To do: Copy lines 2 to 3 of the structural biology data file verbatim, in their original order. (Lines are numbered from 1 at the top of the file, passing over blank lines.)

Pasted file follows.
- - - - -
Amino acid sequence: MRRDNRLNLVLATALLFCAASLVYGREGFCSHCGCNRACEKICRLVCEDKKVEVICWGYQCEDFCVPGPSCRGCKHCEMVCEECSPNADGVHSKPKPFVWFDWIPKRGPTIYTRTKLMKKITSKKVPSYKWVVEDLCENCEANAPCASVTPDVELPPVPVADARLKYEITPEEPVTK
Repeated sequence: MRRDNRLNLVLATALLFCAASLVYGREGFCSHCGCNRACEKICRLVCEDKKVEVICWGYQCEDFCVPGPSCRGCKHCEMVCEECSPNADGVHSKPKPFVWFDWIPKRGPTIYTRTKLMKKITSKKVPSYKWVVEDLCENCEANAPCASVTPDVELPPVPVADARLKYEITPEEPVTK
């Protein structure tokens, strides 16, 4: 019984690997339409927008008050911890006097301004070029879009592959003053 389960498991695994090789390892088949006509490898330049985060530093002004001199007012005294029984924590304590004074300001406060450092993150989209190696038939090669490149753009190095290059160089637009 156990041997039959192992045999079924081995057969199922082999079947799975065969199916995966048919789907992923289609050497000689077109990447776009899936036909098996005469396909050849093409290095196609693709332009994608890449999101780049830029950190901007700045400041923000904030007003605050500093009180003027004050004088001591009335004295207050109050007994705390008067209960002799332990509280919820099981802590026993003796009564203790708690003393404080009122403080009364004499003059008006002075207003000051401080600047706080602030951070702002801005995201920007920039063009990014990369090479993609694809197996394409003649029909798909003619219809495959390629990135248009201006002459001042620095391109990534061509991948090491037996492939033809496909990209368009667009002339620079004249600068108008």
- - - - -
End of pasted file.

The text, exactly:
Repeated sequence: MRRDNRLNLVLATALLFCAASLVYGREGFCSHCGCNRACEKICRLVCEDKKVEVICWGYQCEDFCVPGPSCRGCKHCEMVCEECSPNADGVHSKPKPFVWFDWIPKRGPTIYTRTKLMKKITSKKVPSYKWVVEDLCENCEANAPCASVTPDVELPPVPVADARLKYEITPEEPVTK
């Protein structure tokens, strides 16, 4: 019984690997339409927008008050911890006097301004070029879009592959003053 389960498991695994090789390892088949006509490898330049985060530093002004001199007012005294029984924590304590004074300001406060450092993150989209190696038939090669490149753009190095290059160089637009 156990041997039959192992045999079924081995057969199922082999079947799975065969199916995966048919789907992923289609050497000689077109990447776009899936036909098996005469396909050849093409290095196609693709332009994608890449999101780049830029950190901007700045400041923000904030007003605050500093009180003027004050004088001591009335004295207050109050007994705390008067209960002799332990509280919820099981802590026993003796009564203790708690003393404080009122403080009364004499003059008006002075207003000051401080600047706080602030951070702002801005995201920007920039063009990014990369090479993609694809197996394409003649029909798909003619219809495959390629990135248009201006002459001042620095391109990534061509991948090491037996492939033809496909990209368009667009002339620079004249600068108008």